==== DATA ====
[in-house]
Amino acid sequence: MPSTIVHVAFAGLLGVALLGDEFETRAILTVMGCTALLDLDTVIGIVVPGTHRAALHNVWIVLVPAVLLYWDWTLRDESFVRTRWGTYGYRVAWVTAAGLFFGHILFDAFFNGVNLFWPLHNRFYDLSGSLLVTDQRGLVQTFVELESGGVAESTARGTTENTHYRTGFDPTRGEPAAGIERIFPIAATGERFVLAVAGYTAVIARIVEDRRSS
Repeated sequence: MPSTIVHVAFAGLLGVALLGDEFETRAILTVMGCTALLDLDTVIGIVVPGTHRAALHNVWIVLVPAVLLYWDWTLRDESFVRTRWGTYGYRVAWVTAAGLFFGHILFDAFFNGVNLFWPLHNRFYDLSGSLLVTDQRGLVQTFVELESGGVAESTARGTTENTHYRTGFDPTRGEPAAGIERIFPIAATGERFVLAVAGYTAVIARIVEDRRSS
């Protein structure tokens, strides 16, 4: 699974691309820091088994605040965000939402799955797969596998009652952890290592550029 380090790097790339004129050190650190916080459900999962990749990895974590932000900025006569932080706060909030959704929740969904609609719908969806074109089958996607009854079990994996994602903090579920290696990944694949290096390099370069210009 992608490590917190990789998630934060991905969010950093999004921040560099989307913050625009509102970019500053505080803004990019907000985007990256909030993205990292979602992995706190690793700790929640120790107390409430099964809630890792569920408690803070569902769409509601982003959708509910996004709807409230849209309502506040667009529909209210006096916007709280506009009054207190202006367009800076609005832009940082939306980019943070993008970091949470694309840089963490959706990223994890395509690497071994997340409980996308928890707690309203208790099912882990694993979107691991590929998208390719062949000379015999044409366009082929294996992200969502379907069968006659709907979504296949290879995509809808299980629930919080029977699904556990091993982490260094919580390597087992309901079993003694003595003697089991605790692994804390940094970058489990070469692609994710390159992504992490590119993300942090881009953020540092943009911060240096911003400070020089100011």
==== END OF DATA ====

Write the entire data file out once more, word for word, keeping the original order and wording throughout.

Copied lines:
[in-house]
Amino acid sequence: MPSTIVHVAFAGLLGVALLGDEFETRAILTVMGCTALLDLDTVIGIVVPGTHRAALHNVWIVLVPAVLLYWDWTLRDESFVRTRWGTYGYRVAWVTAAGLFFGHILFDAFFNGVNLFWPLHNRFYDLSGSLLVTDQRGLVQTFVELESGGVAESTARGTTENTHYRTGFDPTRGEPAAGIERIFPIAATGERFVLAVAGYTAVIARIVEDRRSS
Repeated sequence: MPSTIVHVAFAGLLGVALLGDEFETRAILTVMGCTALLDLDTVIGIVVPGTHRAALHNVWIVLVPAVLLYWDWTLRDESFVRTRWGTYGYRVAWVTAAGLFFGHILFDAFFNGVNLFWPLHNRFYDLSGSLLVTDQRGLVQTFVELESGGVAESTARGTTENTHYRTGFDPTRGEPAAGIERIFPIAATGERFVLAVAGYTAVIARIVEDRRSS
């Protein structure tokens, strides 16, 4: 699974691309820091088994605040965000939402799955797969596998009652952890290592550029 380090790097790339004129050190650190916080459900999962990749990895974590932000900025006569932080706060909030959704929740969904609609719908969806074109089958996607009854079990994996994602903090579920290696990944694949290096390099370069210009 992608490590917190990789998630934060991905969010950093999004921040560099989307913050625009509102970019500053505080803004990019907000985007990256909030993205990292979602992995706190690793700790929640120790107390409430099964809630890792569920408690803070569902769409509601982003959708509910996004709807409230849209309502506040667009529909209210006096916007709280506009009054207190202006367009800076609005832009940082939306980019943070993008970091949470694309840089963490959706990223994890395509690497071994997340409980996308928890707690309203208790099912882990694993979107691991590929998208390719062949000379015999044409366009082929294996992200969502379907069968006659709907979504296949290879995509809808299980629930919080029977699904556990091993982490260094919580390597087992309901079993003694003595003697089991605790692994804390940094970058489990070469692609994710390159992504992490590119993300942090881009953020540092943009911060240096911003400070020089100011």